A neurocognitive investigation of the impact of socializing with a robot on empathy for pain

Cross, E. S. , Riddoch, K. A., Pratts, J., Titone, S., Chaudhury, B. and Hortensius, R. (2019) A neurocognitive investigation of the impact of socializing with a robot on empathy for pain. Philosophical Transactions of the Royal Society B: Biological Sciences, 374(1771), 20180034. (doi:10.1098/rstb.2018.0034) (PMID:30852995)

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Abstract

To what extent can humans form social relationships with robots? In the present study, we combined functional neuroimaging with a robot socializing intervention to probe the flexibility of empathy, a core component of social relationships, towards robots. Twenty-six individuals underwent identical fMRI sessions before and after being issued a social robot to take home and interact with over the course of a week. While undergoing fMRI, participants observed videos of a human actor or a robot experiencing pain or pleasure in response to electrical stimulation. Repetition suppression of activity in the pain network, a collection of brain regions associated with empathy and emotional responding, was measured to test whether socializing with a social robot leads to greater overlap in neural mechanisms when observing human and robotic agents experiencing pain or pleasure. In contrast to our hypothesis, functional region-of-interest analyses revealed no change in neural overlap for agents after the socializing intervention. Similarly, no increase in activation when observing a robot experiencing pain emerged post-socializing. Whole-brain analysis showed that, before the socializing intervention, superior parietal and early visual regions are sensitive to novel agents, while after socializing, medial temporal regions show agent sensitivity. A region of the inferior parietal lobule was sensitive to novel emotions, but only during the pre-socializing scan session. Together, these findings suggest that a short socialization intervention with a social robot does not lead to discernible differences in empathy towards the robot, as measured by behavioural or brain responses. We discuss the extent to which long-term socialization with robots might shape social cognitive processes and ultimately our relationships with these machines. This article is part of the theme issue ‘From social brains to social robots: applying neurocognitive insights to human–robot interaction’.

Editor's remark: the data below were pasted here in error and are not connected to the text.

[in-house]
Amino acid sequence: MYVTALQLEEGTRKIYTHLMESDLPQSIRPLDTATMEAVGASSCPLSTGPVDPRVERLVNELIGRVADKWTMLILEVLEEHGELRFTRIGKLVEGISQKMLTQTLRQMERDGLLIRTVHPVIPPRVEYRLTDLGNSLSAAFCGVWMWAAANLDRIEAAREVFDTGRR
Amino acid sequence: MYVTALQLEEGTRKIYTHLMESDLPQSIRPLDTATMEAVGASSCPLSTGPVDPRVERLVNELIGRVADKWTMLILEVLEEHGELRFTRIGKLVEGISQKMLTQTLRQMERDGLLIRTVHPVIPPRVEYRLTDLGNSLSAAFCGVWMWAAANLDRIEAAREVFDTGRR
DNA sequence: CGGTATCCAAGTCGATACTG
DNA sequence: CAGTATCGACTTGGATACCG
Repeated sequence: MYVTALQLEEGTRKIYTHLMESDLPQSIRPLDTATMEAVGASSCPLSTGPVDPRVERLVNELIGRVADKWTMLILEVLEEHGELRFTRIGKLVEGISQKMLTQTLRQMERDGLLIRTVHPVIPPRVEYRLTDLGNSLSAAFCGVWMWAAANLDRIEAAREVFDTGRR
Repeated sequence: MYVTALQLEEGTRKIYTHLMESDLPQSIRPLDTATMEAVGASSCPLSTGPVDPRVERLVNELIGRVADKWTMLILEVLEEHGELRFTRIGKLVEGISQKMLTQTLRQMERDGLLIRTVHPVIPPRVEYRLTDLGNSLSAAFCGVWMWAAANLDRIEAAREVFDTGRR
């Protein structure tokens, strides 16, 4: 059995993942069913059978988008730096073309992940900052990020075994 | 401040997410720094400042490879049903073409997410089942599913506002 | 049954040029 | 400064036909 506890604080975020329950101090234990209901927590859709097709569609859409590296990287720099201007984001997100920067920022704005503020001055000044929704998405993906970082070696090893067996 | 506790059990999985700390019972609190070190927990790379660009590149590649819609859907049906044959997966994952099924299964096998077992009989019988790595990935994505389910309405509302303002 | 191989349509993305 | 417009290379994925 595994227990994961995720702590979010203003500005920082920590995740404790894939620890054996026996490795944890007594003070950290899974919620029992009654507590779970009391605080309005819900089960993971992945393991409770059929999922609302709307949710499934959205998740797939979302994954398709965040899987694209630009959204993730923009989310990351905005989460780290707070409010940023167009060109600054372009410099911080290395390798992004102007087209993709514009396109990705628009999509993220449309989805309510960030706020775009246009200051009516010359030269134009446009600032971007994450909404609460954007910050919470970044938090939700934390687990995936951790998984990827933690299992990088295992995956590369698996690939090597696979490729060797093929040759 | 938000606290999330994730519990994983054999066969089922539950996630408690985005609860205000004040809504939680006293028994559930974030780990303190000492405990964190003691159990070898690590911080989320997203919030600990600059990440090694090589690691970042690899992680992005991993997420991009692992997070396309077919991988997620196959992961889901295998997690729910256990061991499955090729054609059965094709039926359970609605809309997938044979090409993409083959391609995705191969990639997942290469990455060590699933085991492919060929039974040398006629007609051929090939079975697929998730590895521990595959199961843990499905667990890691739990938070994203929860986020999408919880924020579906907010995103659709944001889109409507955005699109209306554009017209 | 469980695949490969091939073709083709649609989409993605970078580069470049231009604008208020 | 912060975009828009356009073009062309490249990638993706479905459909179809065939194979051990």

Item Type:Articles
Additional Information:The authors gratefully acknowledge funding from the European Research Council to ESC (H2020-ERC-2015-StG-67720-SOCIAL ROBOTS), and ESRC 1+3 Industrial Strategy studentship funding to KAR/ESC.
Status:Published
Refereed:Yes
Glasgow Author(s) Enlighten ID:Cross, Professor Emily and Chaudhury, Mrs Bishakha and Hortensius, Dr Ruud
Authors: Cross, E. S., Riddoch, K. A., Pratts, J., Titone, S., Chaudhury, B., and Hortensius, R.
College/School:College of Medical Veterinary and Life Sciences > Institute of Neuroscience and Psychology
Journal Name:Philosophical Transactions of the Royal Society B: Biological Sciences
Publisher:The Royal Society
ISSN:0962-8436
ISSN (Online):1471-2970
Published Online:11 March 2019
Copyright Holders:Copyright © 2019 The Authors
First Published:First published in Philosophical Transactions of the Royal Society B: Biological Sciences 374(1771): 20180034
Publisher Policy:Reproduced in accordance with the publisher copyright policy

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